Minnie and Moskowitz Reviews
Seymour Moskowitz (Seymour Cassel) is a free-spirited valet with no great ambitions in life, contented drifting from town to town, from bar to bar, causing ruckuses and speaking his mind. Ponytailed and handlebar-mustached, he has no problem with the judgmental world or his rotten temper, which seems to escalate from zero to sixty through the slightest provocation: bar fights are a norm in his life. But despite the ever mounting flaws that seem to continuously tarnish his character, he's a good man, just a lost one.
By chance, these two misfits meet after Minnie endures a particularly awful date; the man who took her out, a demented widower, nearly assaults her in a parking lot after she flatly rejects him. As if he's magnet for action-packed situations, Seymour flies to the rescue, knocking the date out and speeding away with Minnie in his beat-up pick-up truck. For Seymour, it's love at first sight; but for Minnie, this long-haired, hairy-lipped time-bomb is a red flag, not a Gable. Seymour, however, isn't the kind of guy that gives up a good woman when he sees one. So he spends the rest of "Minnie and Moskowitz" trying to win her over - and with their identical lonely hearts, it might not be so difficult after all.
"Minnie and Moskowitz" is John Cassavetes' warmest film, a quirky romantic comedy frequently raucous (Seymour has a quite a mouth) but also endearing, hopeful, lovable. The characters finding love aren't of Doris Day/Rock Hudson perfection but of damaged confidence, both completely lost in this game called life. It's a rom-com so real it's hard to even call it a rom-com, with the story unforced, the eventual marriage hasty enough to make even us have inhibitions. Minnie and Seymour are not conventionally likable (she's untrustworthy to the irritating max, he's so hot-tempered it's a wonder anyone talks to him), but because they're so much better together, their union is one of rare affection that suggests they really do love each other, though not in the way Audrey Hepburn and George Peppard taught us. Cassavetes dedicated "Minnie and Moskowitz" to the people who married for love, not comfort, and it's a worthy sanctification.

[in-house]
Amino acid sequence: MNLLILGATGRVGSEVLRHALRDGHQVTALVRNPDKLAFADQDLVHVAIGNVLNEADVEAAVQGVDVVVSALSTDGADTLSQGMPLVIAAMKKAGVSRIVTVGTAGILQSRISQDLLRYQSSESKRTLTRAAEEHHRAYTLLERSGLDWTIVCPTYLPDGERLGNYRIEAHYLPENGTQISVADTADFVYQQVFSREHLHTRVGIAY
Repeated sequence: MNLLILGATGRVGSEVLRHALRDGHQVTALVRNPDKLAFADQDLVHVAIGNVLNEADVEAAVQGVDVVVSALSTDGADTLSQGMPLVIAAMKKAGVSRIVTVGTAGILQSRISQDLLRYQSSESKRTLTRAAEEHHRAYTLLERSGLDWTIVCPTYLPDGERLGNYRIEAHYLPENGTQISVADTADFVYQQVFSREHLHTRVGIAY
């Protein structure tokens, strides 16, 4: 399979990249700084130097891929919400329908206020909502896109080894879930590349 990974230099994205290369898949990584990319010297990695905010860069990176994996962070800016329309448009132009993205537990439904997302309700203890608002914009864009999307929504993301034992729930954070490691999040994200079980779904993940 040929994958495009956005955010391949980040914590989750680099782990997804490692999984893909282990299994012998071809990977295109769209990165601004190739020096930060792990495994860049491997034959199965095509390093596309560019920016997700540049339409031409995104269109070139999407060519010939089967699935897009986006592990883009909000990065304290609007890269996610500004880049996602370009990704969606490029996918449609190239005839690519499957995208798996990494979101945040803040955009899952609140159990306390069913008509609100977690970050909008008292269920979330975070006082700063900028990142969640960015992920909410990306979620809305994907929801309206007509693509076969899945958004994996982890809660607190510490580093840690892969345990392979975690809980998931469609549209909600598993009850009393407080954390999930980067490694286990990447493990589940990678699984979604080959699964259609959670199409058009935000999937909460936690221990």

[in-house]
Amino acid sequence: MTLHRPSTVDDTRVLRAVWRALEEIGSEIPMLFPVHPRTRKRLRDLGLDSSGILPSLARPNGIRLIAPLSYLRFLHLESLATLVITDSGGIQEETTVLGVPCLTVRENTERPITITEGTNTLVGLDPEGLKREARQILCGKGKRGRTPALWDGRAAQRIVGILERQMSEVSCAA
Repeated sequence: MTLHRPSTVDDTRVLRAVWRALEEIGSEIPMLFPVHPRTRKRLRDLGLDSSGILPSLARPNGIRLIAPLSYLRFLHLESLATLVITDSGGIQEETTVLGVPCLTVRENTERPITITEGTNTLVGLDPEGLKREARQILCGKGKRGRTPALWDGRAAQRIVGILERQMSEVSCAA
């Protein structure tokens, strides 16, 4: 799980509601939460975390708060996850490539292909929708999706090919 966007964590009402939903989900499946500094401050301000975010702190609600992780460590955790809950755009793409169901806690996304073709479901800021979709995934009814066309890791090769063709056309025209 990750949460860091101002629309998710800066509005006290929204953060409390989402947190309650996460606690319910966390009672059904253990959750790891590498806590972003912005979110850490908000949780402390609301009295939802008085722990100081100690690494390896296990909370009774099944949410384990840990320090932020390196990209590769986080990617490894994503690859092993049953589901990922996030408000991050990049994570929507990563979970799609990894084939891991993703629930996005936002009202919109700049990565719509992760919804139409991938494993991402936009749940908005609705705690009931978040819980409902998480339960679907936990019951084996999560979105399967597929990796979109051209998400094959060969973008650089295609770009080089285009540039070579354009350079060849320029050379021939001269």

His other films are extraordinarily realistic, mostly telling stories of middle-aged people facing a cruel case of mid-life crisis blues. Here, it's the opposite: the middle-aged people face a cruel case of mid-life crisis blues before they find romance; and after they find their special someone, they are renewed. They become whole again after years of trying to find themselves. With its mostly improvised dialogue and no-holds-barred performances, "Minnie and Moskowitz" should be uncomfortable. But being the voyeur to a trial of love is an easy job, and Cassavetes lets his optimism shine through. Rowlands and Cassel are terrific.
Based solely on this film I think it would be hard to argue against misogynist.
My least favorite of all of the Cassavetes films I've seen and the one that left the nastiest taste in my mouth.